The New York Giants, Boston Braves and, yes, the Pittsburgh Pirates had also scouted him and liked him, but he still had no offer on the table from anyone. This was in the pre-draft days, when clubs bid against each other to sign prospects.

This was how Bavasi wrote about it in an article ghosted by Jack Olsen:

“We met in my office: Sandy, a big, handsome kid right off the campus of the University of Cincinnati; his father, Irving, a lawyer and a straight shooter; Campanis and me. There was no horsing around. I asked Mr. Koufax how much money they wanted. He said $14,000 plus the usual minimum salary of $6,000.”

Shall we stop there for a moment?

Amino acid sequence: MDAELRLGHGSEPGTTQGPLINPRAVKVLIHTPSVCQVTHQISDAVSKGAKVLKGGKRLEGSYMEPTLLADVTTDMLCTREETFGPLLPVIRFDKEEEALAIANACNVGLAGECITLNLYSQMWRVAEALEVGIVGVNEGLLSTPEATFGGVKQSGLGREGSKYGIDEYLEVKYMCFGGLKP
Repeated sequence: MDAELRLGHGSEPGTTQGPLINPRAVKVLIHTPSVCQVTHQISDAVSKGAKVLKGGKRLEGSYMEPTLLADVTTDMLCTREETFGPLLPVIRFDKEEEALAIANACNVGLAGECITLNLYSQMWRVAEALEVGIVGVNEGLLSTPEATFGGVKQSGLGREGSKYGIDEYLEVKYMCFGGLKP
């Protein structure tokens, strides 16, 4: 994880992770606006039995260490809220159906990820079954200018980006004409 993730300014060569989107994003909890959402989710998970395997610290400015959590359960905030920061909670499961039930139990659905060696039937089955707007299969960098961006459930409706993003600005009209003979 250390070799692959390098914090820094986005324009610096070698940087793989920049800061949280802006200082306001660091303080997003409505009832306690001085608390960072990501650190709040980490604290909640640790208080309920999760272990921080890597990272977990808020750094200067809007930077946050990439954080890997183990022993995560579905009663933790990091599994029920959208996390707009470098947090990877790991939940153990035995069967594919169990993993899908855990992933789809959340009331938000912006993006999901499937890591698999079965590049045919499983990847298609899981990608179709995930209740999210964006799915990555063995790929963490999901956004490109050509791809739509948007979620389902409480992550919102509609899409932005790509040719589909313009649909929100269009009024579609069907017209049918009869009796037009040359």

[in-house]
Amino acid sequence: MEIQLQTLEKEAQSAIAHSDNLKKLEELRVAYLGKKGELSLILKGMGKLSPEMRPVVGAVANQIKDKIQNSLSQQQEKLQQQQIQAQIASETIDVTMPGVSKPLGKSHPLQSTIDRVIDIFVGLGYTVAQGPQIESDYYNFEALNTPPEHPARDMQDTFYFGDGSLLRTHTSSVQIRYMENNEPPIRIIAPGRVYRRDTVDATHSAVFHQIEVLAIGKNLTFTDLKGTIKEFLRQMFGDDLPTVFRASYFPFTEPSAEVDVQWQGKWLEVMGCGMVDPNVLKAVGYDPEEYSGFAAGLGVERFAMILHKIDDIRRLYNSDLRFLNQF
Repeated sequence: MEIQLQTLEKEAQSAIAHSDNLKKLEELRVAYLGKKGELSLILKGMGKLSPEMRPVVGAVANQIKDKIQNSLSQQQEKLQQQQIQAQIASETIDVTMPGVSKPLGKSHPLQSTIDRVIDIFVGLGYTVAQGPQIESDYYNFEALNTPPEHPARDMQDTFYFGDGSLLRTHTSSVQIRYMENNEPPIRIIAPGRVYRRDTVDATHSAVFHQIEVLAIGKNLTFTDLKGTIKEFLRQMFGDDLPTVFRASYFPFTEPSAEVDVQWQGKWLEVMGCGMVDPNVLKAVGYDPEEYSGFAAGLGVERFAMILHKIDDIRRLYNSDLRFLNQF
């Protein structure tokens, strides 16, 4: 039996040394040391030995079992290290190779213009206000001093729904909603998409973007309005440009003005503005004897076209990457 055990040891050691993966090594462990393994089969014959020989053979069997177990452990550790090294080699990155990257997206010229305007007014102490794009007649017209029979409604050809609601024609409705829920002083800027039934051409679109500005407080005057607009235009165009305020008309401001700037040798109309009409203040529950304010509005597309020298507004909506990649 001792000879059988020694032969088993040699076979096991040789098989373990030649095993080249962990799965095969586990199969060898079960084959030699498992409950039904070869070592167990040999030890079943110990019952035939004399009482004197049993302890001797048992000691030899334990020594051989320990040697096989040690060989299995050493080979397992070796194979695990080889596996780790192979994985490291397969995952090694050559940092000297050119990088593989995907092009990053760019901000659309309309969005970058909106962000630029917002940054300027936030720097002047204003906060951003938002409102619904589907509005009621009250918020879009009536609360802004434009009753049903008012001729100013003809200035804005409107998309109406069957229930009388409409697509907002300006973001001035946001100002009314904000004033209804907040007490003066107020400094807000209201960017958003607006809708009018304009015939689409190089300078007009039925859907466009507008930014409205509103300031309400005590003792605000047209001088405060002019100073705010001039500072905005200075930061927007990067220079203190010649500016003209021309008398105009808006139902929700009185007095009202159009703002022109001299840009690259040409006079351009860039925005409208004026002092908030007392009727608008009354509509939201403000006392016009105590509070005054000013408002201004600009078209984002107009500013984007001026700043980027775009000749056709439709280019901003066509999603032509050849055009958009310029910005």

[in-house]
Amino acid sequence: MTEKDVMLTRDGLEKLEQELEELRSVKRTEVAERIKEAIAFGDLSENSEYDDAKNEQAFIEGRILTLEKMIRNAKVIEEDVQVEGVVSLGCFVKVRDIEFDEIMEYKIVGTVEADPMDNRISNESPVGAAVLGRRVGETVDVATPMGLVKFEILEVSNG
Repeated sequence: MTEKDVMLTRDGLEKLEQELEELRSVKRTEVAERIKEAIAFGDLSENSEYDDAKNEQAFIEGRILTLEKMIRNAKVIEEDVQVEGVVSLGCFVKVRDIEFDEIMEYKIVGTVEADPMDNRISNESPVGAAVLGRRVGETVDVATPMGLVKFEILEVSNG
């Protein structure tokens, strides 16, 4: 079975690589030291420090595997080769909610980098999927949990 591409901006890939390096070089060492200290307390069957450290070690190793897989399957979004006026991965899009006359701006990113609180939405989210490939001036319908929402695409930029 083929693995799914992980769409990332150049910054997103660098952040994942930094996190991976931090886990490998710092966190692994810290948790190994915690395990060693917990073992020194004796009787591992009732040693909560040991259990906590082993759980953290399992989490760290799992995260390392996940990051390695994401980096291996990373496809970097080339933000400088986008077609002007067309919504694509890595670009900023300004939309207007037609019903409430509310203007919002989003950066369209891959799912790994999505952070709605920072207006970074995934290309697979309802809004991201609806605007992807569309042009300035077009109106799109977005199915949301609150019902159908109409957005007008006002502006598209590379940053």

Koufax wanted a $14,000 bonus and $6,000 a year.

That’s pocket change today for Tavon Austin.

Last year, Andrew Luck received $22 million for four years from the Indianapolis Colts as the NFL’s first-round draft pick and Robert Griffin III was given $21,119,098 for four years with the Washington Redskins.

Neither had any more experience behind them than Koufax.

Anyway, Bavasi magnanimously agreed to those terms.

“I said fine, and we all made a handshake deal,” Bavasi wrote. “And that’s about all there was to it, except that I told them that I had no room on the roster and asked them to wait for a contract until I could unload somebody to make room.”

Irving and Sandy Koufax agreed to that.

What no one knew was that as they were walking down the stairs in the Dodgers’ front office they would run into Pirates scout Ed McCarrick, a former Dodger employee who often stopped by to “shoot the breeze,” as Bavasi put it.